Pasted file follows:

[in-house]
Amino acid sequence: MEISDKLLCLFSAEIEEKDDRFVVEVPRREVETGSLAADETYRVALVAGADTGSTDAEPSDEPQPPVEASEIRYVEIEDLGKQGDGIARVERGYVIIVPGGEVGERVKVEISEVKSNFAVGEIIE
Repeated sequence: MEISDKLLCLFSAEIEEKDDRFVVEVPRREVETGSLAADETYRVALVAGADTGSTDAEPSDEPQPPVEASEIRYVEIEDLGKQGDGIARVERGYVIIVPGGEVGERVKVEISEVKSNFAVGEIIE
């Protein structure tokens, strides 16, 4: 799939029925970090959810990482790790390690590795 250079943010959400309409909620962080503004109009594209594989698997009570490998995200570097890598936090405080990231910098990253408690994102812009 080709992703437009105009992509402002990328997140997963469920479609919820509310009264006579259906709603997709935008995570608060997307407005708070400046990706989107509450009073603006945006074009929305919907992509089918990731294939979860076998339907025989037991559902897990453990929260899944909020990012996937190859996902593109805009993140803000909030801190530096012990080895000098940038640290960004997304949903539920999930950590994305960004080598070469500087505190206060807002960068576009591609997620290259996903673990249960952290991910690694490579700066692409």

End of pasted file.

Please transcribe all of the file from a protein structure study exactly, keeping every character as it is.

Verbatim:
[in-house]
Amino acid sequence: MEISDKLLCLFSAEIEEKDDRFVVEVPRREVETGSLAADETYRVALVAGADTGSTDAEPSDEPQPPVEASEIRYVEIEDLGKQGDGIARVERGYVIIVPGGEVGERVKVEISEVKSNFAVGEIIE
Repeated sequence: MEISDKLLCLFSAEIEEKDDRFVVEVPRREVETGSLAADETYRVALVAGADTGSTDAEPSDEPQPPVEASEIRYVEIEDLGKQGDGIARVERGYVIIVPGGEVGERVKVEISEVKSNFAVGEIIE
């Protein structure tokens, strides 16, 4: 799939029925970090959810990482790790390690590795 250079943010959400309409909620962080503004109009594209594989698997009570490998995200570097890598936090405080990231910098990253408690994102812009 080709992703437009105009992509402002990328997140997963469920479609919820509310009264006579259906709603997709935008995570608060997307407005708070400046990706989107509450009073603006945006074009929305919907992509089918990731294939979860076998339907025989037991559902897990453990929260899944909020990012996937190859996902593109805009993140803000909030801190530096012990080895000098940038640290960004997304949903539920999930950590994305960004080598070469500087505190206060807002960068576009591609997620290259996903673990249960952290991910690694490579700066692409």